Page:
Lauryn Saxe Walker, M.P.H., is a Ph.D. student in the Department of Health Behavior and Policy at VCU. In this article she discusses how her research impacts statewide health care policy surrounding opioid use.
Before I came to VCU, I worked in a medical intensive care unit in Baltimore. I frequently saw overdoses, withdrawl, alcoholic cirrhosis and infectious diseases from sharing syringes for injection drug use. Addiction was so clearly evident in daily medical practice, even a driving force behind many medical problems, but it was rarely addressed as a major health concern.
This is the perspective that drives my work now as a health policy researcher.
Addiction does not stop at the pill, drink or injection. There are a multitude of medical and social consequences and causes of substance use disorders that must be acknowledged if quality of care is to be improved and cost reduced.
The non-medical use of prescriptions drugs is not new. However, over the last decade, opioid prescribing practices increased for a variety of reasons. There was a genuine belief by many providers that opioids were not very addictive, there was a push to treat pain more aggressively, and there were some inadvertent financial incentives. Opioids became commonly prescribed by primary care providers, emergency physicians, dentists and a variety of specialists.
Unfortunately, daily opioid use can lead to dependence in as little as 8 days.
Eventually tolerance increases and more of the drug is needed to maintain sufficient pain control and/or avoid withdrawal symptoms. As people progress from dependence to addiction, they may move to heroin or synthetic opioids, such as Fentanyl. These stronger opioids have resulted in an increase in overdose casualties.
As of 2015, overdoses are now the leading cause of death for people under 50 in Virginia and the country at large, overtaking both gun-related deaths and car accidents nationwide. Virginia had more than 1,100 deaths and nearly 9,000 ED visits related to opioid overdoses in 2016.
As a health policy researcher, it is my job to study the issues that policy makers need to or are trying to address. Our department recently contracted with the state to evaluate the Medicaid Addiction and Recovery Treatment Services (ARTS) program. Through this evaluation, we are working with the Virginia Department of Medical Assistance Services (DMAS) which oversees the Medicaid program to identify implementation timelines, process barriers and data availability.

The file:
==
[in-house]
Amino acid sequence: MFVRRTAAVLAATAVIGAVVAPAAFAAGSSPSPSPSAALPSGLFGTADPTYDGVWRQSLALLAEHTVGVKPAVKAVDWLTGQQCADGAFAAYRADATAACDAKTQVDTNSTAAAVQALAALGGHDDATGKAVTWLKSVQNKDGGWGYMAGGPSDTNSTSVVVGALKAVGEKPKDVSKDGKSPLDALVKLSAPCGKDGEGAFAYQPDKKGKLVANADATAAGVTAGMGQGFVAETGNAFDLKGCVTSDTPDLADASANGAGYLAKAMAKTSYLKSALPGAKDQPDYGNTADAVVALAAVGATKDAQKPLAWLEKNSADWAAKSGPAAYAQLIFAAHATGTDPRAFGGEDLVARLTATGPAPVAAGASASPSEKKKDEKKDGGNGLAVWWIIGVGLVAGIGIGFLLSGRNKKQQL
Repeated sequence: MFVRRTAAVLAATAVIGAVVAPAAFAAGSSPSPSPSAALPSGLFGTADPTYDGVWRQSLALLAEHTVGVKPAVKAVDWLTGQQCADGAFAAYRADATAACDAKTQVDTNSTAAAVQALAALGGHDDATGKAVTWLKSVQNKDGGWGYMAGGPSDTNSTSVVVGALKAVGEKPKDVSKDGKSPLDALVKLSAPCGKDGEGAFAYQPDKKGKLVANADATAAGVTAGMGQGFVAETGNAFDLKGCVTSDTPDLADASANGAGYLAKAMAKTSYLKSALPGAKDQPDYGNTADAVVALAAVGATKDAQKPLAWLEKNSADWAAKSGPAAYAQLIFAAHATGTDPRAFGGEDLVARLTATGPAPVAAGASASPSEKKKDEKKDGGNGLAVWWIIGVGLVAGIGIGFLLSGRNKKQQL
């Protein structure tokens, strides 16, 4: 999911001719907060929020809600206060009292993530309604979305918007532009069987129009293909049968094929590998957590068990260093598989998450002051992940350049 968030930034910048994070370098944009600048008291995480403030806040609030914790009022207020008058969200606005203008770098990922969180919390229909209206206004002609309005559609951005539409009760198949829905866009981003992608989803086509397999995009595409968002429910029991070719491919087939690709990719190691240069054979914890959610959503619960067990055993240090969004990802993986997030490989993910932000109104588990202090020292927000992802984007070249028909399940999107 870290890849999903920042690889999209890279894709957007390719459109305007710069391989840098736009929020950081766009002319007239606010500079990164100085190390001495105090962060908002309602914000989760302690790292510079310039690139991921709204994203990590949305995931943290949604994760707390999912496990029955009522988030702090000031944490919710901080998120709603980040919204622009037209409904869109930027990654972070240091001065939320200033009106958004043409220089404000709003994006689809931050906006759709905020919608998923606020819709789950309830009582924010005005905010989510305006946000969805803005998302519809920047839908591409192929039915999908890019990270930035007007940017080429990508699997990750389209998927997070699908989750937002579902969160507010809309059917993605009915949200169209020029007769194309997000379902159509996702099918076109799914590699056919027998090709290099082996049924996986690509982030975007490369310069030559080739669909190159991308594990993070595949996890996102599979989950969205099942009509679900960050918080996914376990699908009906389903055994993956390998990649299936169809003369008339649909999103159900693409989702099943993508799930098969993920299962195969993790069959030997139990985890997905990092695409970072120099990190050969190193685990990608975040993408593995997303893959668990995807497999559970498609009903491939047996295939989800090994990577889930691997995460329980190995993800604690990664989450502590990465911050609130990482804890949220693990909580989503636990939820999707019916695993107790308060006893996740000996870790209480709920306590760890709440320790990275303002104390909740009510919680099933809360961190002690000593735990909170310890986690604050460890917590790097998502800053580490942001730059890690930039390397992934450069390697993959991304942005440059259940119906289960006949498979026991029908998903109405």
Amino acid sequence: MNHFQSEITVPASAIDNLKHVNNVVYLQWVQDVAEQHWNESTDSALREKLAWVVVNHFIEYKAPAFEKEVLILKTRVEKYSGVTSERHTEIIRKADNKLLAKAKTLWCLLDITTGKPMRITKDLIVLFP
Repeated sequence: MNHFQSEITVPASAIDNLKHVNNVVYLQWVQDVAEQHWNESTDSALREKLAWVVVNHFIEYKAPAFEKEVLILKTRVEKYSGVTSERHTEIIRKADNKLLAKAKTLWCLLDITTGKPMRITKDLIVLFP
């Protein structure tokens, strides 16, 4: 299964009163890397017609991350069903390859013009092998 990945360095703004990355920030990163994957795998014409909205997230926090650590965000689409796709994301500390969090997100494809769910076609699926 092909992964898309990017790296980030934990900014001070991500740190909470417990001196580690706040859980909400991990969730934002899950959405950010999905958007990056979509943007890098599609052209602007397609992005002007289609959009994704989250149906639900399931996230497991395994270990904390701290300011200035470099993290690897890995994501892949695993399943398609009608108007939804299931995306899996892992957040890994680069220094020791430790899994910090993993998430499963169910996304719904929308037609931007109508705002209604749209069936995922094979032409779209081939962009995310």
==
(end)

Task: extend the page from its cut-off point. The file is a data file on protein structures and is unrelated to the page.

As a doctoral student, this has provided me with opportunities to work directly with state government officials as well as substance use disorder providers that are participating in the Medicaid program. The collaborative process is critical to producing relevant and accurate research. While we may see the data, providers and state officials can help us understand what may be missing from the numbers or what else needs to be investigated. Additionally, our findings must be presented in a way that is actionable for policy makers.
For instance, we have placed emphasis on identifying regional variation in treatment services. This allows officials to see where remaining problems may exist and what resources specific local areas may require. Our first report to the legislature can be found here.
Although targeted at a narrow population, the Medicaid ARTS program we are currently evaluating is a policy that acknowledges the growing need for attention to substance use disorders and integration into general care. Preliminary findings suggest that more people are in fact receiving treatment for their opioid or alcohol use disorder. Over the next 5 years, we will continue to monitor the effectiveness of these services and the program as a whole.
When people ask about “solving” the crisis, I would offer 2 points:
First, our current healthcare system is divided between physical health and mental health. Substance use disorders fall somewhere in between, so we need to bridge that gap to promote effective treatment. While people frequently present to the healthcare system with physical symptoms, places like emergency departments are often ill-equipped to deal with addiction-related issues. Delivery systems that can address the full-spectrum of health problems may be able to help reduce the opioid use disorder crisis.
Secondly, it is still difficult getting patients into effective treatment. This is in part because there is currently little consensus on what is “effective treatment” in the recovery community. Although there are some treatment guidelines, they are inconsistently practiced. Solving the current crisis will require practitioners from a variety of backgrounds, which historically have been very separate, to work together to reduce the number of people that fall through the cracks of the system.
For those of us in research, we also have a role to play. We have the tools to examine why a program, policy or treatment is or isn’t working. However, with that comes the responsibility to make sure information is shared beyond journals and conference to reach policy makers, providers and anyone that may translate our research into practice.
Research is how I’m contributing to the solution. However, there is plenty of room for all of us as students, clinicians, and community members to do our part.
If you are interested in being a part of research on substance use, mental health and student success at VCU, learn more about Spit for Science undergraduate and graduate research opportunities in a new interactive infographic.